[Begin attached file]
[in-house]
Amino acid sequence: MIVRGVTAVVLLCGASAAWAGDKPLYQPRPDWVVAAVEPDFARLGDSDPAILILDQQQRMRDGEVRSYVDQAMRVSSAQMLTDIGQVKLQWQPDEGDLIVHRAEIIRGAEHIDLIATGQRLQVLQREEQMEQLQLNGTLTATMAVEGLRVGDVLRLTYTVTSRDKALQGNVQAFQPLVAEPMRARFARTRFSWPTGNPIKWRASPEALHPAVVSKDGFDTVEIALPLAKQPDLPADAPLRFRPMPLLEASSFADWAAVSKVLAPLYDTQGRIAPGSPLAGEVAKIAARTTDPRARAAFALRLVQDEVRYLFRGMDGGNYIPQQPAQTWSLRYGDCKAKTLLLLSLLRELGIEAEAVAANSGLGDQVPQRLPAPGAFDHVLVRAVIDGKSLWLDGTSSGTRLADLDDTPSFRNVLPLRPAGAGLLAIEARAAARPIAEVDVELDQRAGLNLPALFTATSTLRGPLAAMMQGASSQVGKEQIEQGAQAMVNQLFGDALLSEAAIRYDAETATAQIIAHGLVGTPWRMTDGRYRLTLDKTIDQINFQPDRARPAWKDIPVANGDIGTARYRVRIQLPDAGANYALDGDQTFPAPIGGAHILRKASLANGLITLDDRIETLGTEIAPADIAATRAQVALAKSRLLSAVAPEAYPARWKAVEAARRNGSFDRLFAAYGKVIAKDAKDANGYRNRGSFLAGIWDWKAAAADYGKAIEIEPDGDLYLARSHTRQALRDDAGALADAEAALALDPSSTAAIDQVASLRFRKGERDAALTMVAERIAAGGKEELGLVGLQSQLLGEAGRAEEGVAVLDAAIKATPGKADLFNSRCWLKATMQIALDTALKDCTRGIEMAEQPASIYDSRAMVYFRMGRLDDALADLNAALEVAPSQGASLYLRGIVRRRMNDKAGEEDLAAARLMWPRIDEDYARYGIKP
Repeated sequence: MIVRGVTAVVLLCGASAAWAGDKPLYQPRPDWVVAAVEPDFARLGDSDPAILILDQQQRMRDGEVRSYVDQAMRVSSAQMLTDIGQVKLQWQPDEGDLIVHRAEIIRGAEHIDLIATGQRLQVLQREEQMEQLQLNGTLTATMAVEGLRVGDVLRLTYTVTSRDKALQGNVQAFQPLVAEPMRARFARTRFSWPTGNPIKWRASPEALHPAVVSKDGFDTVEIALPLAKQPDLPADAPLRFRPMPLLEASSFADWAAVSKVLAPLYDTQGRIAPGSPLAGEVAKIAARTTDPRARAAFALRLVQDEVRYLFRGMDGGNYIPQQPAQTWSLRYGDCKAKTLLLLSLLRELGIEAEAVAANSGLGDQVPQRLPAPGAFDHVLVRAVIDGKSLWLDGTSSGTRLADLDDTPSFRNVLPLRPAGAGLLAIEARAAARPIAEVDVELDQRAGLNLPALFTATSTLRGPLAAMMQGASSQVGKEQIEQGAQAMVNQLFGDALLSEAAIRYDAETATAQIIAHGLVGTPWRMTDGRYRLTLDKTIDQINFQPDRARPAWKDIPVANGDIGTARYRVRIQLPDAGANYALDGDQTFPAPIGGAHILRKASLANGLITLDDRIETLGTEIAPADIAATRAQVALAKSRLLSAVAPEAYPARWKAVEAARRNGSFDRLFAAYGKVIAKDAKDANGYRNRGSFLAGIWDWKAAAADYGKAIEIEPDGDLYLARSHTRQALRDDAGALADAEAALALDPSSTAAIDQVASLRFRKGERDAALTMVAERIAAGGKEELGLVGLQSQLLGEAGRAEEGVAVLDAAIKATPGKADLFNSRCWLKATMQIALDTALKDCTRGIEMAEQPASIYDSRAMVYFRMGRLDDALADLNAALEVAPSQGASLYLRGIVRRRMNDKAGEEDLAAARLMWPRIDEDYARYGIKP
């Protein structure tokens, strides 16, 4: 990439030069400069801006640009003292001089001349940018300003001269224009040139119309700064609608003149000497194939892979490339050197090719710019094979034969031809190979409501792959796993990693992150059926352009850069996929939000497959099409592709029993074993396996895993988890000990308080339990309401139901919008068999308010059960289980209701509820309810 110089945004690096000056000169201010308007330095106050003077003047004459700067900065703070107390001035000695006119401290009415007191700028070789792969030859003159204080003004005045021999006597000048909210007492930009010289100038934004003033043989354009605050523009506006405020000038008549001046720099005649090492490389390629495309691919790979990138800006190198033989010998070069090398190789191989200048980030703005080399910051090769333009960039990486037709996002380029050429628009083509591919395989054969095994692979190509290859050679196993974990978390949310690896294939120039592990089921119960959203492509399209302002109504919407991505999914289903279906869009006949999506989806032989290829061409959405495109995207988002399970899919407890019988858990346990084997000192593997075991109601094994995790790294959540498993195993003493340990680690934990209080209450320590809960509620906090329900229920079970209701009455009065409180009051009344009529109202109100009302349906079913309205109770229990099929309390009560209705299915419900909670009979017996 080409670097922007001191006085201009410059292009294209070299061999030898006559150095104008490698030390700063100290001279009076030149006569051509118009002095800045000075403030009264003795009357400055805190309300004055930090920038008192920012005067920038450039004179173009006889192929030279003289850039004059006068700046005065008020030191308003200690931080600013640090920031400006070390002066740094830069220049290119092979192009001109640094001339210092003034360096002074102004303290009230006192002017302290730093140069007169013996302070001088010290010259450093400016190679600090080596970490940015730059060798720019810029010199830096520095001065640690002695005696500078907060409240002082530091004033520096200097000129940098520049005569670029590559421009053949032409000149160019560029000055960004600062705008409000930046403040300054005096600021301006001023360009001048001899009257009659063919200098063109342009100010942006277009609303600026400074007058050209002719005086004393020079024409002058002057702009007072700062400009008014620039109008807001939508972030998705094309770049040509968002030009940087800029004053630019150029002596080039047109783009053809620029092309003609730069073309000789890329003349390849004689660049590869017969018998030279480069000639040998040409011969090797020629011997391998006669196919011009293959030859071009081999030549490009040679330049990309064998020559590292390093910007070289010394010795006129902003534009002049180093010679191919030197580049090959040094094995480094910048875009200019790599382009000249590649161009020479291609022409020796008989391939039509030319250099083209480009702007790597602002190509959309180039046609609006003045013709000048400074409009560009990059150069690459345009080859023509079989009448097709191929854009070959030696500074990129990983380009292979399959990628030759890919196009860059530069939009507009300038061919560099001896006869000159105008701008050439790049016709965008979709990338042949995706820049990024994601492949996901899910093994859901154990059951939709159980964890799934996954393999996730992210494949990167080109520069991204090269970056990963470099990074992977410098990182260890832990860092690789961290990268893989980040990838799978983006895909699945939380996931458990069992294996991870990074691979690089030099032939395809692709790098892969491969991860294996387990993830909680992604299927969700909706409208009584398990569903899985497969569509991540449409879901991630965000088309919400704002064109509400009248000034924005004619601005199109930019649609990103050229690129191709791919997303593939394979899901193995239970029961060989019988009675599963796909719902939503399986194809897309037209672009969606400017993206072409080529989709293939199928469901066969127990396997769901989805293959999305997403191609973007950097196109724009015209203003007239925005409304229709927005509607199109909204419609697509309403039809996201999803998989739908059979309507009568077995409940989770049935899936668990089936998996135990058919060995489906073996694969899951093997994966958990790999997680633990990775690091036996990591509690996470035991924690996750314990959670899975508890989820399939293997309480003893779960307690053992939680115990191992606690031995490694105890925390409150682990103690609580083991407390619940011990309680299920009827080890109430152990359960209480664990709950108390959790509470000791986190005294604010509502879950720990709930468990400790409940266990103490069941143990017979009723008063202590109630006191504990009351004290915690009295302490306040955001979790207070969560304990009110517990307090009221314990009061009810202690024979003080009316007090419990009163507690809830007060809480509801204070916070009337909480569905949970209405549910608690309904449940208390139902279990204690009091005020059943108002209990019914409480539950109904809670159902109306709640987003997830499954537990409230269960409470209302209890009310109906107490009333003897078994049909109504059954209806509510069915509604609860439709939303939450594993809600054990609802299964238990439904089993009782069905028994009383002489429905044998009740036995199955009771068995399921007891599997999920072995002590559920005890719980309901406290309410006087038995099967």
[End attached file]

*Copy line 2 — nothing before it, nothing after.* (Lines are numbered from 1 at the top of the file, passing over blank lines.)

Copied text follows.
Amino acid sequence: MIVRGVTAVVLLCGASAAWAGDKPLYQPRPDWVVAAVEPDFARLGDSDPAILILDQQQRMRDGEVRSYVDQAMRVSSAQMLTDIGQVKLQWQPDEGDLIVHRAEIIRGAEHIDLIATGQRLQVLQREEQMEQLQLNGTLTATMAVEGLRVGDVLRLTYTVTSRDKALQGNVQAFQPLVAEPMRARFARTRFSWPTGNPIKWRASPEALHPAVVSKDGFDTVEIALPLAKQPDLPADAPLRFRPMPLLEASSFADWAAVSKVLAPLYDTQGRIAPGSPLAGEVAKIAARTTDPRARAAFALRLVQDEVRYLFRGMDGGNYIPQQPAQTWSLRYGDCKAKTLLLLSLLRELGIEAEAVAANSGLGDQVPQRLPAPGAFDHVLVRAVIDGKSLWLDGTSSGTRLADLDDTPSFRNVLPLRPAGAGLLAIEARAAARPIAEVDVELDQRAGLNLPALFTATSTLRGPLAAMMQGASSQVGKEQIEQGAQAMVNQLFGDALLSEAAIRYDAETATAQIIAHGLVGTPWRMTDGRYRLTLDKTIDQINFQPDRARPAWKDIPVANGDIGTARYRVRIQLPDAGANYALDGDQTFPAPIGGAHILRKASLANGLITLDDRIETLGTEIAPADIAATRAQVALAKSRLLSAVAPEAYPARWKAVEAARRNGSFDRLFAAYGKVIAKDAKDANGYRNRGSFLAGIWDWKAAAADYGKAIEIEPDGDLYLARSHTRQALRDDAGALADAEAALALDPSSTAAIDQVASLRFRKGERDAALTMVAERIAAGGKEELGLVGLQSQLLGEAGRAEEGVAVLDAAIKATPGKADLFNSRCWLKATMQIALDTALKDCTRGIEMAEQPASIYDSRAMVYFRMGRLDDALADLNAALEVAPSQGASLYLRGIVRRRMNDKAGEEDLAAARLMWPRIDEDYARYGIKP